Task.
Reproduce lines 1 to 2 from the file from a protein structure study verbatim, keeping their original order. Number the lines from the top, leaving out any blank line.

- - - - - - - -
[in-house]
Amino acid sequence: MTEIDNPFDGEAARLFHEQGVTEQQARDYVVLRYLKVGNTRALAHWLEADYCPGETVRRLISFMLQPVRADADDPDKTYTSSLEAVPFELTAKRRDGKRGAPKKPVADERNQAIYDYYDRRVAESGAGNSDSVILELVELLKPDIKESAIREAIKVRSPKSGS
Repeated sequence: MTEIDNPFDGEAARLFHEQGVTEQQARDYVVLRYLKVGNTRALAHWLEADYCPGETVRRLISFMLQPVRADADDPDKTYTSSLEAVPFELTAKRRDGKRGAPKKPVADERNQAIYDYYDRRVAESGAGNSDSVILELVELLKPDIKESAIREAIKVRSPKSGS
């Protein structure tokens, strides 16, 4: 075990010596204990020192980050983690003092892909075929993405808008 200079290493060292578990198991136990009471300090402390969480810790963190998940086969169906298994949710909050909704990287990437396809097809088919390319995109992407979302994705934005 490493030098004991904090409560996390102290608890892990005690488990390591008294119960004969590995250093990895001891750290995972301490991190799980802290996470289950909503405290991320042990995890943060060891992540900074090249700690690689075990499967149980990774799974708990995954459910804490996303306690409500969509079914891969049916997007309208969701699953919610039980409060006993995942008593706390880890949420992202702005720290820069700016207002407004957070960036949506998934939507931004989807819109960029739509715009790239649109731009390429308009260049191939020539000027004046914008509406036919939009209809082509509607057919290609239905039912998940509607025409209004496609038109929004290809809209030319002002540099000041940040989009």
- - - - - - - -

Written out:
[in-house]
Amino acid sequence: MTEIDNPFDGEAARLFHEQGVTEQQARDYVVLRYLKVGNTRALAHWLEADYCPGETVRRLISFMLQPVRADADDPDKTYTSSLEAVPFELTAKRRDGKRGAPKKPVADERNQAIYDYYDRRVAESGAGNSDSVILELVELLKPDIKESAIREAIKVRSPKSGS